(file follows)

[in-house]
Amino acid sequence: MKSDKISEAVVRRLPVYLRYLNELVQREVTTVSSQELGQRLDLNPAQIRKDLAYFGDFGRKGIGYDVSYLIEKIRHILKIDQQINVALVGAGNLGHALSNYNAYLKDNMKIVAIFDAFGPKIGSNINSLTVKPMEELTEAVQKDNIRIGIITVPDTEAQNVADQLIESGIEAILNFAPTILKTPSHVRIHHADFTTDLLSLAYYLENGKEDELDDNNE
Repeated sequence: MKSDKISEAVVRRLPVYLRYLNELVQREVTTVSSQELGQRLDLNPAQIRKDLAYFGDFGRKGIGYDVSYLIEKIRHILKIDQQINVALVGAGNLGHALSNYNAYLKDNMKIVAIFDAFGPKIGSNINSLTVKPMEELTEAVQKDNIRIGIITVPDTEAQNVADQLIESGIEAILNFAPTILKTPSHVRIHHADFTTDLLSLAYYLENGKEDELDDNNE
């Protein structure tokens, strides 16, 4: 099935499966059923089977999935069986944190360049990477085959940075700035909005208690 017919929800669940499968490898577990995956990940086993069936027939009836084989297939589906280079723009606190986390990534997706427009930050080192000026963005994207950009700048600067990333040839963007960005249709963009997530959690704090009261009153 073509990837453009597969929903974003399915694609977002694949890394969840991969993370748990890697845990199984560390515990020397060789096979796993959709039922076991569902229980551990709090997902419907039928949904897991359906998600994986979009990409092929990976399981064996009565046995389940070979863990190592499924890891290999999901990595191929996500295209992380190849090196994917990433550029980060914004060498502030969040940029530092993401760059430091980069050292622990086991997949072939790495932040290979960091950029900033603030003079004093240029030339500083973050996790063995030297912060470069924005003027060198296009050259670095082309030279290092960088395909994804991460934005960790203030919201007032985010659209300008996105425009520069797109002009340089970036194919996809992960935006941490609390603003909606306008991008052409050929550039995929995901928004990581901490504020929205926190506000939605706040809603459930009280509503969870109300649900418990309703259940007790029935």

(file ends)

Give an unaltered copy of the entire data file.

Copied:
[in-house]
Amino acid sequence: MKSDKISEAVVRRLPVYLRYLNELVQREVTTVSSQELGQRLDLNPAQIRKDLAYFGDFGRKGIGYDVSYLIEKIRHILKIDQQINVALVGAGNLGHALSNYNAYLKDNMKIVAIFDAFGPKIGSNINSLTVKPMEELTEAVQKDNIRIGIITVPDTEAQNVADQLIESGIEAILNFAPTILKTPSHVRIHHADFTTDLLSLAYYLENGKEDELDDNNE
Repeated sequence: MKSDKISEAVVRRLPVYLRYLNELVQREVTTVSSQELGQRLDLNPAQIRKDLAYFGDFGRKGIGYDVSYLIEKIRHILKIDQQINVALVGAGNLGHALSNYNAYLKDNMKIVAIFDAFGPKIGSNINSLTVKPMEELTEAVQKDNIRIGIITVPDTEAQNVADQLIESGIEAILNFAPTILKTPSHVRIHHADFTTDLLSLAYYLENGKEDELDDNNE
């Protein structure tokens, strides 16, 4: 099935499966059923089977999935069986944190360049990477085959940075700035909005208690 017919929800669940499968490898577990995956990940086993069936027939009836084989297939589906280079723009606190986390990534997706427009930050080192000026963005994207950009700048600067990333040839963007960005249709963009997530959690704090009261009153 073509990837453009597969929903974003399915694609977002694949890394969840991969993370748990890697845990199984560390515990020397060789096979796993959709039922076991569902229980551990709090997902419907039928949904897991359906998600994986979009990409092929990976399981064996009565046995389940070979863990190592499924890891290999999901990595191929996500295209992380190849090196994917990433550029980060914004060498502030969040940029530092993401760059430091980069050292622990086991997949072939790495932040290979960091950029900033603030003079004093240029030339500083973050996790063995030297912060470069924005003027060198296009050259670095082309030279290092960088395909994804991460934005960790203030919201007032985010659209300008996105425009520069797109002009340089970036194919996809992960935006941490609390603003909606306008991008052409050929550039995929995901928004990581901490504020929205926190506000939605706040809603459930009280509503969870109300649900418990309703259940007790029935």